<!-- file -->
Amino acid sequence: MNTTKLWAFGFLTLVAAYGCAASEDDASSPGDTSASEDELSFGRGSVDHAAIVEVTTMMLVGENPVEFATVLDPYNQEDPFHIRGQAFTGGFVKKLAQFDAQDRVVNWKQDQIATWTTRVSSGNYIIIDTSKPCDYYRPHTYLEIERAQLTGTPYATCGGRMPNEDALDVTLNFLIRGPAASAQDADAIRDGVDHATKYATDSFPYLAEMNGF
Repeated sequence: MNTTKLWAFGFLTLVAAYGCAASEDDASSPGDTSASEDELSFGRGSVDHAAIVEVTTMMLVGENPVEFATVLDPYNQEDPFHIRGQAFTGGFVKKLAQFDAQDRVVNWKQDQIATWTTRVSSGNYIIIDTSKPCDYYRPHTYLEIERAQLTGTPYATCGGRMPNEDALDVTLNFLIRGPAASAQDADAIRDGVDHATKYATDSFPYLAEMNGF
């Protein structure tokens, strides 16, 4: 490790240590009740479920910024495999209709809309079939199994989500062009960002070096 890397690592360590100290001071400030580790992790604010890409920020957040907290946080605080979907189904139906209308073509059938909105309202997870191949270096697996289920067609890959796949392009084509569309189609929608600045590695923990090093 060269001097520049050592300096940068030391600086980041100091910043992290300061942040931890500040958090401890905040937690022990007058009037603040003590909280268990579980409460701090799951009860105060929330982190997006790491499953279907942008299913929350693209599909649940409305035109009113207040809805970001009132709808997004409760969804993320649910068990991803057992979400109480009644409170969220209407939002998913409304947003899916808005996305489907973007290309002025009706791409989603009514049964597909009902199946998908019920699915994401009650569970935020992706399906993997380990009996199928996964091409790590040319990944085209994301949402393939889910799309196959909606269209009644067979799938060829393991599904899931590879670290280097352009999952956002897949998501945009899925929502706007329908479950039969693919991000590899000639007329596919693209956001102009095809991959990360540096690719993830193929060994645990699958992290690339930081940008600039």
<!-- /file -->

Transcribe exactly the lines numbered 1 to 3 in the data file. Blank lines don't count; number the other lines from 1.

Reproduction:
Amino acid sequence: MNTTKLWAFGFLTLVAAYGCAASEDDASSPGDTSASEDELSFGRGSVDHAAIVEVTTMMLVGENPVEFATVLDPYNQEDPFHIRGQAFTGGFVKKLAQFDAQDRVVNWKQDQIATWTTRVSSGNYIIIDTSKPCDYYRPHTYLEIERAQLTGTPYATCGGRMPNEDALDVTLNFLIRGPAASAQDADAIRDGVDHATKYATDSFPYLAEMNGF
Repeated sequence: MNTTKLWAFGFLTLVAAYGCAASEDDASSPGDTSASEDELSFGRGSVDHAAIVEVTTMMLVGENPVEFATVLDPYNQEDPFHIRGQAFTGGFVKKLAQFDAQDRVVNWKQDQIATWTTRVSSGNYIIIDTSKPCDYYRPHTYLEIERAQLTGTPYATCGGRMPNEDALDVTLNFLIRGPAASAQDADAIRDGVDHATKYATDSFPYLAEMNGF
């Protein structure tokens, strides 16, 4: 490790240590009740479920910024495999209709809309079939199994989500062009960002070096 890397690592360590100290001071400030580790992790604010890409920020957040907290946080605080979907189904139906209308073509059938909105309202997870191949270096697996289920067609890959796949392009084509569309189609929608600045590695923990090093 060269001097520049050592300096940068030391600086980041100091910043992290300061942040931890500040958090401890905040937690022990007058009037603040003590909280268990579980409460701090799951009860105060929330982190997006790491499953279907942008299913929350693209599909649940409305035109009113207040809805970001009132709808997004409760969804993320649910068990991803057992979400109480009644409170969220209407939002998913409304947003899916808005996305489907973007290309002025009706791409989603009514049964597909009902199946998908019920699915994401009650569970935020992706399906993997380990009996199928996964091409790590040319990944085209994301949402393939889910799309196959909606269209009644067979799938060829393991599904899931590879670290280097352009999952956002897949998501945009899925929502706007329908479950039969693919991000590899000639007329596919693209956001102009095809991959990360540096690719993830193929060994645990699958992290690339930081940008600039």